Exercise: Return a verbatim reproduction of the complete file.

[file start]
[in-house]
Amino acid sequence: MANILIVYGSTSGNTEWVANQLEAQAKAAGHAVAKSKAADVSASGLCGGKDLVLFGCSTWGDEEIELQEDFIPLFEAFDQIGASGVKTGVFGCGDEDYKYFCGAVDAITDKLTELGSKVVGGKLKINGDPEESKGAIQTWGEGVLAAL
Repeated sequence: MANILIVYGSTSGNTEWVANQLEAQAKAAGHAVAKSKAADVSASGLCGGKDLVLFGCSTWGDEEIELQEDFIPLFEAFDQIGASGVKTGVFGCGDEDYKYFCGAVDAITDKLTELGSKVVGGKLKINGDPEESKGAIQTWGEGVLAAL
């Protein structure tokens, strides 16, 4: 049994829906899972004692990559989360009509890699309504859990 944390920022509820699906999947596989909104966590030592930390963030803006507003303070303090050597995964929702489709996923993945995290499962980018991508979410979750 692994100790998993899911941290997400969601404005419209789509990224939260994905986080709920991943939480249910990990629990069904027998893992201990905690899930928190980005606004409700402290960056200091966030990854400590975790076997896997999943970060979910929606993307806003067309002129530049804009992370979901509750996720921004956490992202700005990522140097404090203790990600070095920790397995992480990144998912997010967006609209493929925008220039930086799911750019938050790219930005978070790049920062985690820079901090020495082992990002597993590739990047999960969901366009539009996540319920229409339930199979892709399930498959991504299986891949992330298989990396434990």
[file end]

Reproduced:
[in-house]
Amino acid sequence: MANILIVYGSTSGNTEWVANQLEAQAKAAGHAVAKSKAADVSASGLCGGKDLVLFGCSTWGDEEIELQEDFIPLFEAFDQIGASGVKTGVFGCGDEDYKYFCGAVDAITDKLTELGSKVVGGKLKINGDPEESKGAIQTWGEGVLAAL
Repeated sequence: MANILIVYGSTSGNTEWVANQLEAQAKAAGHAVAKSKAADVSASGLCGGKDLVLFGCSTWGDEEIELQEDFIPLFEAFDQIGASGVKTGVFGCGDEDYKYFCGAVDAITDKLTELGSKVVGGKLKINGDPEESKGAIQTWGEGVLAAL
């Protein structure tokens, strides 16, 4: 049994829906899972004692990559989360009509890699309504859990 944390920022509820699906999947596989909104966590030592930390963030803006507003303070303090050597995964929702489709996923993945995290499962980018991508979410979750 692994100790998993899911941290997400969601404005419209789509990224939260994905986080709920991943939480249910990990629990069904027998893992201990905690899930928190980005606004409700402290960056200091966030990854400590975790076997896997999943970060979910929606993307806003067309002129530049804009992370979901509750996720921004956490992202700005990522140097404090203790990600070095920790397995992480990144998912997010967006609209493929925008220039930086799911750019938050790219930005978070790049920062985690820079901090020495082992990002597993590739990047999960969901366009539009996540319920229409339930199979892709399930498959991504299986891949992330298989990396434990």